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Admiral of the Fleet James Gambier, 1st Baron Gambier


James Gambier was born in New Providence, The Bahamas, the second son of John Gambier and Deborah Stiles.  He had two very influential uncles Vice-Admiral James Gambier (1723-1789) and Admiral Sir Charles Middleton, Lord Barham (1726-1813).

James entered the Navy in 1767 as a midshipman on board HMS Yarmouth, commanded by his uncle.  He was commissioned as a Lieutenant in 1777 and served in a succession of boats steadily working his way up the promotion ladder.  In 1783, at the end of the American War of Independence, he had a period on half pay and then in 1793 following the declaration of war with France, he was appointed to command the 74-gun HMS Defence under Lord Howe.

In 1795 James was promoted to rear-admiral and appointed as one of the Lords of the Admiralty together with Rear Admiral William Young.  They replaced Vice Admiral Sir Charles Middleton.

James is briefly mentioned in the diary (page 182) of George Marsh in August 1798.  George receives an indication that he is to be rewarded with a peerage in recognition of all his good work over the years.  Sadly his peerage never eventuated.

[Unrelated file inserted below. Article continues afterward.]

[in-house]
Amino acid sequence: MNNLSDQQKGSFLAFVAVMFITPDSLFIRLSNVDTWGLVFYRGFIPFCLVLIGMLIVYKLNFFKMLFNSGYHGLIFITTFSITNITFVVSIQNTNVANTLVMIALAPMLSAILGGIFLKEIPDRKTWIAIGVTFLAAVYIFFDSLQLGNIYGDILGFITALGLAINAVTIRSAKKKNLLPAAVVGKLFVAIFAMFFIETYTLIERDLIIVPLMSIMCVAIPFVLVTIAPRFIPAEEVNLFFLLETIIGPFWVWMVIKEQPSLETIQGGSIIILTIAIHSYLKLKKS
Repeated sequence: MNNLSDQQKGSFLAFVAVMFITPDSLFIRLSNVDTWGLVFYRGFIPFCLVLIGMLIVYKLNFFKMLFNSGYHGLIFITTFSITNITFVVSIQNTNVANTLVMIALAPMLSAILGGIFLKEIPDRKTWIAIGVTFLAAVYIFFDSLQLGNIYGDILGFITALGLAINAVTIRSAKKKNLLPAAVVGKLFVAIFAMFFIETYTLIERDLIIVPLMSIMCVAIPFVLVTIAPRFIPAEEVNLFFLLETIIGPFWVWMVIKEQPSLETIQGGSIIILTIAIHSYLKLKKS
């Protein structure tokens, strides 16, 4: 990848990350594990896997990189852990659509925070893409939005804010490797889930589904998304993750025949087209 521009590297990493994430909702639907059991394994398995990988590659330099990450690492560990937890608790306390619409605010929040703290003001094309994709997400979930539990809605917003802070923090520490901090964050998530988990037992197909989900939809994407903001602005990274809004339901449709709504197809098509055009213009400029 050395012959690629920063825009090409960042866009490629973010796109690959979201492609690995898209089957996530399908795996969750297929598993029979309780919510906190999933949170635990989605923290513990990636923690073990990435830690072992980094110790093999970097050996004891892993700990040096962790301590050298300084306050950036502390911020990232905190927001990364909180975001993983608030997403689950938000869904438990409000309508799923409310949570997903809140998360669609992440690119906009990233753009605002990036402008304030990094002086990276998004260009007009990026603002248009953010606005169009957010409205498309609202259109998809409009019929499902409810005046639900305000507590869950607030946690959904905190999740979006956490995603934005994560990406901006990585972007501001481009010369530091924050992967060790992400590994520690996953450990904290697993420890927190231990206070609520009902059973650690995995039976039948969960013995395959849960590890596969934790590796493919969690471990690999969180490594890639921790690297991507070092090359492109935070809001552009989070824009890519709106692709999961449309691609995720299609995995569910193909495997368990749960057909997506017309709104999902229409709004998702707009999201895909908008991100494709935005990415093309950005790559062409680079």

James gained promotion to vice-admiral in 1799, and in 1801, he was appointed commander of the 98-gun HMS Neptune and third-in-command of the Channel Fleet under Admiral William Cornwallis.

From 1802-1804 James served as Governor of Newfoundland and Commander-in-Chief of all ships appointed there.  He then returned to the Admiralty, and was promoted to full Admiral in 1805.  He also served again as a Lord of the Admiralty 1804-1806 and 1807-1808.

In 1807 James volunteered to command the naval forces sent as part of the campaign against Copenhagen. He saw action in the 2nd Battle of Copenhagen in flagship HMS Prince of Wales and was afterwards given a peerage, becoming Baron Gambier, of Iver in the County of Buckingham.

In 1808 he was appointed to command the Channel Fleet.  The following year he was in dispute with Lord Cochrane and Admiral Sir Eliab Harvey which resulted in a court martial however James was exonerated.

In 1813 James was part of the team negotiating the Treaty of Ghent, ending the War of 1812 between Britain and the United States.  

James died in 1833.


(George Marsh)  (Diary of George Marsh)